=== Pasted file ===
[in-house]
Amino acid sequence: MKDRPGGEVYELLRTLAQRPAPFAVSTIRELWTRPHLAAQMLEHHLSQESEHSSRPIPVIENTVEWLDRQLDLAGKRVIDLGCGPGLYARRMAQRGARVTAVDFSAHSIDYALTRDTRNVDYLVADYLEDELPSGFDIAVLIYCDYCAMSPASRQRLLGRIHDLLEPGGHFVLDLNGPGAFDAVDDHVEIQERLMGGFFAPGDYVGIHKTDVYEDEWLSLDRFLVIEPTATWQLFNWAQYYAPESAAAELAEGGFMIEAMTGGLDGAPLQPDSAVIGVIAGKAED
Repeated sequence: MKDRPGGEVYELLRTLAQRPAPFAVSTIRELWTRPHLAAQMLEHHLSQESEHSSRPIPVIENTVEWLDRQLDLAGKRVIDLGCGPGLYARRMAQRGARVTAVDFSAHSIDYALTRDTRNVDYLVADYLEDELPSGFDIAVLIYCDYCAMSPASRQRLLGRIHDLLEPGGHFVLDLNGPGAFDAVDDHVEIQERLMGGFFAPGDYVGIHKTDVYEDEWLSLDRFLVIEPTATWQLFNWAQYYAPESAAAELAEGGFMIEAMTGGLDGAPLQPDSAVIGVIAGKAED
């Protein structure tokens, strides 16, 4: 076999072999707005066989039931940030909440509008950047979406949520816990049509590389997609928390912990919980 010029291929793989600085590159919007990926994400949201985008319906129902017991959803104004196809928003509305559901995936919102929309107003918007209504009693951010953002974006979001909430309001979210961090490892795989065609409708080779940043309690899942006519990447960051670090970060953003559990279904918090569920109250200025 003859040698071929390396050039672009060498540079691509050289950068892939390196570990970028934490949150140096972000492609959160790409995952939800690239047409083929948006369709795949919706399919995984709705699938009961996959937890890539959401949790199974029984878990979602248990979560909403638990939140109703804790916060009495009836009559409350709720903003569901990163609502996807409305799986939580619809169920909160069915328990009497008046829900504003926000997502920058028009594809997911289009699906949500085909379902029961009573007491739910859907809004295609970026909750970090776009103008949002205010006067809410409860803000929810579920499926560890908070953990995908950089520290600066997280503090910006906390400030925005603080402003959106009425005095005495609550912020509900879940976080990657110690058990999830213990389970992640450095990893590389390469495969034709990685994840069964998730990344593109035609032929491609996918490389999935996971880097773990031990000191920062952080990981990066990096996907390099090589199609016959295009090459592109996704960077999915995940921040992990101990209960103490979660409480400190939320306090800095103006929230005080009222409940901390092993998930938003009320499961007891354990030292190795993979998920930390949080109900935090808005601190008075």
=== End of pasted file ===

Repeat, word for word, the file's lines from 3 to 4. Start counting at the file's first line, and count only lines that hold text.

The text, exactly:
Repeated sequence: MKDRPGGEVYELLRTLAQRPAPFAVSTIRELWTRPHLAAQMLEHHLSQESEHSSRPIPVIENTVEWLDRQLDLAGKRVIDLGCGPGLYARRMAQRGARVTAVDFSAHSIDYALTRDTRNVDYLVADYLEDELPSGFDIAVLIYCDYCAMSPASRQRLLGRIHDLLEPGGHFVLDLNGPGAFDAVDDHVEIQERLMGGFFAPGDYVGIHKTDVYEDEWLSLDRFLVIEPTATWQLFNWAQYYAPESAAAELAEGGFMIEAMTGGLDGAPLQPDSAVIGVIAGKAED
């Protein structure tokens, strides 16, 4: 076999072999707005066989039931940030909440509008950047979406949520816990049509590389997609928390912990919980 010029291929793989600085590159919007990926994400949201985008319906129902017991959803104004196809928003509305559901995936919102929309107003918007209504009693951010953002974006979001909430309001979210961090490892795989065609409708080779940043309690899942006519990447960051670090970060953003559990279904918090569920109250200025 003859040698071929390396050039672009060498540079691509050289950068892939390196570990970028934490949150140096972000492609959160790409995952939800690239047409083929948006369709795949919706399919995984709705699938009961996959937890890539959401949790199974029984878990979602248990979560909403638990939140109703804790916060009495009836009559409350709720903003569901990163609502996807409305799986939580619809169920909160069915328990009497008046829900504003926000997502920058028009594809997911289009699906949500085909379902029961009573007491739910859907809004295609970026909750970090776009103008949002205010006067809410409860803000929810579920499926560890908070953990995908950089520290600066997280503090910006906390400030925005603080402003959106009425005095005495609550912020509900879940976080990657110690058990999830213990389970992640450095990893590389390469495969034709990685994840069964998730990344593109035609032929491609996918490389999935996971880097773990031990000191920062952080990981990066990096996907390099090589199609016959295009090459592109996704960077999915995940921040992990101990209960103490979660409480400190939320306090800095103006929230005080009222409940901390092993998930938003009320499961007891354990030292190795993979998920930390949080109900935090808005601190008075």